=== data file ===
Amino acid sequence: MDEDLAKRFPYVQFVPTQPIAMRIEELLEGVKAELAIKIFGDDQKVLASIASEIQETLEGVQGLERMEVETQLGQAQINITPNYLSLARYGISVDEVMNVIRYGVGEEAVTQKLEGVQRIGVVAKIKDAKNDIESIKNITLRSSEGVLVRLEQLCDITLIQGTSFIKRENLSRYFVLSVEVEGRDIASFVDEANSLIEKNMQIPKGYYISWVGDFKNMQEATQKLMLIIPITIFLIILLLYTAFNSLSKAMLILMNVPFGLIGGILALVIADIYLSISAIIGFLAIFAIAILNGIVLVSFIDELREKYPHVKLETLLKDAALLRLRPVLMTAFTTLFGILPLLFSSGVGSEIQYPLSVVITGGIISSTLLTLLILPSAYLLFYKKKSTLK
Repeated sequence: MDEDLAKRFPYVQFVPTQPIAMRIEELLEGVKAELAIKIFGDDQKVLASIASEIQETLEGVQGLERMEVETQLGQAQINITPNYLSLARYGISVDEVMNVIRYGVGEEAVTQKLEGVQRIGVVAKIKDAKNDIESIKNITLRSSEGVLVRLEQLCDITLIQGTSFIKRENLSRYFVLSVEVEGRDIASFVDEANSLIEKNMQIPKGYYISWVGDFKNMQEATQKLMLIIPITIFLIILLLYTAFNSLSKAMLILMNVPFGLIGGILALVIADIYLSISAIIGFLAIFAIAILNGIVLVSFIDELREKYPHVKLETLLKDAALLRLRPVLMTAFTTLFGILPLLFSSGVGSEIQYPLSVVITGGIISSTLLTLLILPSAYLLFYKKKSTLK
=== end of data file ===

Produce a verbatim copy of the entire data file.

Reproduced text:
Amino acid sequence: MDEDLAKRFPYVQFVPTQPIAMRIEELLEGVKAELAIKIFGDDQKVLASIASEIQETLEGVQGLERMEVETQLGQAQINITPNYLSLARYGISVDEVMNVIRYGVGEEAVTQKLEGVQRIGVVAKIKDAKNDIESIKNITLRSSEGVLVRLEQLCDITLIQGTSFIKRENLSRYFVLSVEVEGRDIASFVDEANSLIEKNMQIPKGYYISWVGDFKNMQEATQKLMLIIPITIFLIILLLYTAFNSLSKAMLILMNVPFGLIGGILALVIADIYLSISAIIGFLAIFAIAILNGIVLVSFIDELREKYPHVKLETLLKDAALLRLRPVLMTAFTTLFGILPLLFSSGVGSEIQYPLSVVITGGIISSTLLTLLILPSAYLLFYKKKSTLK
Repeated sequence: MDEDLAKRFPYVQFVPTQPIAMRIEELLEGVKAELAIKIFGDDQKVLASIASEIQETLEGVQGLERMEVETQLGQAQINITPNYLSLARYGISVDEVMNVIRYGVGEEAVTQKLEGVQRIGVVAKIKDAKNDIESIKNITLRSSEGVLVRLEQLCDITLIQGTSFIKRENLSRYFVLSVEVEGRDIASFVDEANSLIEKNMQIPKGYYISWVGDFKNMQEATQKLMLIIPITIFLIILLLYTAFNSLSKAMLILMNVPFGLIGGILALVIADIYLSISAIIGFLAIFAIAILNGIVLVSFIDELREKYPHVKLETLLKDAALLRLRPVLMTAFTTLFGILPLLFSSGVGSEIQYPLSVVITGGIISSTLLTLLILPSAYLLFYKKKSTLK